port = 80
  }
}

It’s sometimes necessary to update the firewall to enable health checks. Google’s health checks come from a special network of Google servers. In our case the health check uses the same port that we globally enable (“80”) so there’s no need to update.

Step 5: Create a Target Group and Service

An instance group binds instances together so they can be referred to as a group. This resource identifies that each of the instances in google_compute_instance.webservers[*] is a member of the instance group.

resource "google_compute_instance_group" "webservers" {
  name        = "cis91-webservers"
  description = "Webserver instance group"

  instances = google_compute_instance.webservers[*].self_link

  named_port {
    name = "http"
    port = "80"
  }
}

Step 6: Create a Service

The backend service resource tells Google that each of the instances in the google_compute_instance_group.webservers implements a service on a particular port. When we create the load balancer we’ll point it toward this backend service.

resource "google_compute_backend_service" "webservice" {
  name      = "web-service"
  port_name = "http"
  protocol  = "HTTP"

  backend {
    group = google_compute_instance_group.webservers.id
  }

  health_checks = [
    google_compute_health_check.webservers.id
  ]
}

Step 7: The Resources that Make a Load Balancer

A load balancer is not a single resource, it’s a group of related resources. Add each of the resources below to create the load balancer:

URL Map

A URL map is the mapping of URL pattern to the selected backend. This URL map is simple, it maps all URLs to the only backend that is in our application:

resource "google_compute_url_map" "default" {
  name            = "my-site"
  default_service = google_compute_backend_service.webservice.id
}

HTTP Proxy

The HTTP proxy does the computational work of forwarding. According to Google:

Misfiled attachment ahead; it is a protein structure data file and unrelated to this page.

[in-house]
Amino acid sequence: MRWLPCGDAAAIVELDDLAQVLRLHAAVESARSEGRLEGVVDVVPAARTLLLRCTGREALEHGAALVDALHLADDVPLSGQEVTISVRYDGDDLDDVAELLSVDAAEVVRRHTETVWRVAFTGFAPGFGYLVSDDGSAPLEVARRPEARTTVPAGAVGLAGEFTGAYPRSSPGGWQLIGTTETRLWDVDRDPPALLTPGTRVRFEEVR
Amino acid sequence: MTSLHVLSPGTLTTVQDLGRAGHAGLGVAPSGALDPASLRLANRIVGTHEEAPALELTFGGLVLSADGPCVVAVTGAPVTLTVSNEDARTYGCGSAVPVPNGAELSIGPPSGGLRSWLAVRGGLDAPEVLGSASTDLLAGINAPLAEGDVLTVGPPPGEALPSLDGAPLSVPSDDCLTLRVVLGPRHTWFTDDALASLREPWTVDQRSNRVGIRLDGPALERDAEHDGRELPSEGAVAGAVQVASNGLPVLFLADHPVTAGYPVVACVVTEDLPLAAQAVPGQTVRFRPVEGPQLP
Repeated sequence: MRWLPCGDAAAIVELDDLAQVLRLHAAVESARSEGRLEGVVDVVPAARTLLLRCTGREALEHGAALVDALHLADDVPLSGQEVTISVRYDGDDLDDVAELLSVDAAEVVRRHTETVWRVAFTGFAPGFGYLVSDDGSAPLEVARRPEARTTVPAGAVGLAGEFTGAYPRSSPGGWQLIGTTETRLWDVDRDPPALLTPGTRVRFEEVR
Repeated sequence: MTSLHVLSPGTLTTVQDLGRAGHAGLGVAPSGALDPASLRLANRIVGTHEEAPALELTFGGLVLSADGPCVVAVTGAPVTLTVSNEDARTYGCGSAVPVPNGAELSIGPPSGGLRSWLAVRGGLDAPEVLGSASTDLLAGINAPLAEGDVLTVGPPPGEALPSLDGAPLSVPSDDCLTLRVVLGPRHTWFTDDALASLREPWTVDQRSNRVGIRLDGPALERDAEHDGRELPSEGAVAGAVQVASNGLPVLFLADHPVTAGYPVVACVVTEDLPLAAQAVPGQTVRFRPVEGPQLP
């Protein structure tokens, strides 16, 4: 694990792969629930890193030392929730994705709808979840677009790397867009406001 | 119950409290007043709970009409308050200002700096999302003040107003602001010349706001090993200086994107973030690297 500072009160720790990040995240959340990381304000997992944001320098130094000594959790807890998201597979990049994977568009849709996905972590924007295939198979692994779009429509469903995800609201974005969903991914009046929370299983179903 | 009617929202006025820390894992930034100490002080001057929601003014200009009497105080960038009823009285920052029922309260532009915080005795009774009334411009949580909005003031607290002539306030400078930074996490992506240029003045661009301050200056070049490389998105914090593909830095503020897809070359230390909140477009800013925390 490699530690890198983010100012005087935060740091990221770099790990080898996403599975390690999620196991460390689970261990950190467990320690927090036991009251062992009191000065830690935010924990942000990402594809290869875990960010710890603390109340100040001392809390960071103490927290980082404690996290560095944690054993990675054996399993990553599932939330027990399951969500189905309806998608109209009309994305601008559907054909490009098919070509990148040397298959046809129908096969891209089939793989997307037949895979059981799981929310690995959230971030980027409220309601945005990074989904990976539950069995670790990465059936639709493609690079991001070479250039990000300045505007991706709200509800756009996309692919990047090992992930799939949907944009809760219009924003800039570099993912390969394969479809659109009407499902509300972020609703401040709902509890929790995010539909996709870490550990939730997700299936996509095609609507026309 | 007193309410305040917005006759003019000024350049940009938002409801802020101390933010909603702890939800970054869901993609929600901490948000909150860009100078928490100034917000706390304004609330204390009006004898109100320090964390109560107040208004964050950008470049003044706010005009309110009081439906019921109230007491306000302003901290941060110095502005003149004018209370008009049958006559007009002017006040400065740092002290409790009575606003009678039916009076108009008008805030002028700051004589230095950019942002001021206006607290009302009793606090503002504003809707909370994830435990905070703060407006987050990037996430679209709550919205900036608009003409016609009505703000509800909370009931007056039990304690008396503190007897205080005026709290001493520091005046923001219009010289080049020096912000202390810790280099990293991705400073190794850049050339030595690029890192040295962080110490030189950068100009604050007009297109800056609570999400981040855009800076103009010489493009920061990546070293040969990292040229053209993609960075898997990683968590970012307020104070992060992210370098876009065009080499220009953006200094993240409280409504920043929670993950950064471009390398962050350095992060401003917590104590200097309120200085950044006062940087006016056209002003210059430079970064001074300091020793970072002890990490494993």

Target proxies are referenced by one or more forwarding rules. In the case of external HTTP(S) load balancers and internal HTTP(S) load balancers, proxies route incoming requests to a URL map. In the case of SSL proxy load balancers and TCP proxy load balancers, target proxies route incoming requests directly to backend services.

resource "google_compute_target_http_proxy" "default" {
  name     = "web-proxy"
  url_map  = google_compute_url_map.default.id
}

Reserve an IP Address for the Load Balancer

Load balancers need their own IP address. This resource reserves one for us:

resource "google_compute_global_address" "default" {
  name = "external-address"
}

Forwarding Rule

Finally, we tie the pieces together with a forwarding rule. The forwarding rule binds the target proxy (which contains the URL map) to the external address we reserved for the load balancer. With this resource in the load balancer will become ready:

resource "google_compute_global_forwarding_rule" "default" {
  name                  = "forward-application"
  ip_protocol           = "TCP"
  load_balancing_scheme = "EXTERNAL"
  port_range            = "80"
  target                = google_compute_target_http_proxy.default.id
  ip_address            = google_compute_global_address.default.address
}

We need to see the IP address of the load balancer, so add this output:

output "lb-ip" {
  value = google_compute_global_address.default.address
}

Step 8: Apply and Wait

With all of the configuration entered, you can apply the changes and wait. It takes a few minutes for an external load balancer to become ready.

Turn In

Turn in a screenshot of your load balanced application and your main.tf and playbook.yaml file.